Background: 5α-reductase type 2 deficiency (SRD5A2) is a rare cause of 46,XY DSD. Consensus guidelines on sex of rearing assignment at birth favours male gender. Typically undervirilised genitalia at birth virilise variably at puberty, posing gender identity challenges.
Aim: We describe relevant data on clinical phenotype, hormonal and molecular workup and gender preference in patients with SRD5A2 deficiency from a single regional centre.
Materials and methods: Retrospective patient data was collected from the medical records of SRD5A2 deficiency patients referred to the West Midlands-DSD-MDT clinic from 1993-2022. Clinical phenotype gender assignment, hormonal, molecular data including pathogenic variations in the SRD5A2 gene were analysed.
Results: 17 subjects were identified with genetic data available in 16. Age at presentation varied from birth in 9 (53%), mid-childhood in 5 (29%) and puberty in 3 (17%). Birth gender assignment was male in 8 (47%), with 9 (53%) assigned female gender, of which 2 were born outside the UK and underwent gonadectomies ages 2 and 11y. Female to male gender change at diagnosis occurred in 4 subjects; (2 < 1yrof age and 2 at puberty). One 3y old subject remains female gender assigned by parental choice, with the child to make a gender decision when older. Hypospadias (isolated or with microphallus, cryptorchidism or undervirilised genitalia with palpable gonads (100%)) was the most common birth presentation. The diagnostic sensitivity of stimulated T/DHT ratio was limited. Clinical presentation at puberty in 4 subjects(23%), varied with clitoromegaly, primary amenorrhoea, absent breast development, palpable gonad, Hernia 2(11%) and change in voice; two teenage children changed gender to male after diagnosis; one had a gonadectomy at 16 years and choose to retain female gender identity. Gonadectomy was opted as parental choice of a severely autistic child diagnosed at 8yr of age. Molecular analysis of (SRD5A2) gene identified homozygous recessive (n=12); compound heterozygous (n=3) and frame-shift (n=1) mutations. Most frequent pathogenic variants were p.Arg246Gln, p.Glu200Lys; p.Arg227ter and p.Ala192Thr homozygous mutations. Management included orchidopexy (n=4), hypospadias repair (n=6), DHT gel for microphallus (n=8) and gonadectomy (n=4). Psychological issues (n=6) were more obvious during the teenage years where counselling was offered, concerns were mostly around patient dissatisfaction due to microphallus or undervirilised genitalia, despite corrective surgeries.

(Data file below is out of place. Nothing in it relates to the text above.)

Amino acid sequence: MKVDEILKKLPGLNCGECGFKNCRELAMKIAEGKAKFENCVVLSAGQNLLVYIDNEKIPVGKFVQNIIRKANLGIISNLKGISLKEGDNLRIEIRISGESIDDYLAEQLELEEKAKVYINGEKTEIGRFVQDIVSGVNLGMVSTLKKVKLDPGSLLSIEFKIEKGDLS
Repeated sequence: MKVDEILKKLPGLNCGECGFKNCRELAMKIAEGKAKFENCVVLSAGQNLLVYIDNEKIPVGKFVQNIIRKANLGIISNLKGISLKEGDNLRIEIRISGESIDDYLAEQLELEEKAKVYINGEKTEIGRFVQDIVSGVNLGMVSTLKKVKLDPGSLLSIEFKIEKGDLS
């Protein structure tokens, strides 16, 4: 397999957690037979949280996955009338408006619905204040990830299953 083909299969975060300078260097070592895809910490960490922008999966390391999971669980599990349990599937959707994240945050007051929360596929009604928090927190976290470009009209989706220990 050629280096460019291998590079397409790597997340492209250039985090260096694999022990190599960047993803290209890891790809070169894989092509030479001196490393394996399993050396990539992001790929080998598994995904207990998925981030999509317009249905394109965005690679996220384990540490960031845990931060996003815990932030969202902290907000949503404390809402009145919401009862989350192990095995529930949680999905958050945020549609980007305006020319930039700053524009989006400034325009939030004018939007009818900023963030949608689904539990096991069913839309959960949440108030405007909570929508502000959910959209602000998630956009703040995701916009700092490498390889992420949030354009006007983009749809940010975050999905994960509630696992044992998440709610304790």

Conclusion: Our data supports the clinical-genotype heterogeneity of SRD5A2 demonstrating a spectrum of phenotypes and age at clinical presentation. We highlight the importance of open choice of gender in long-term follow up patients with SRD5A2 deficiency.
15 Sep 2022 - 17 Sep 2022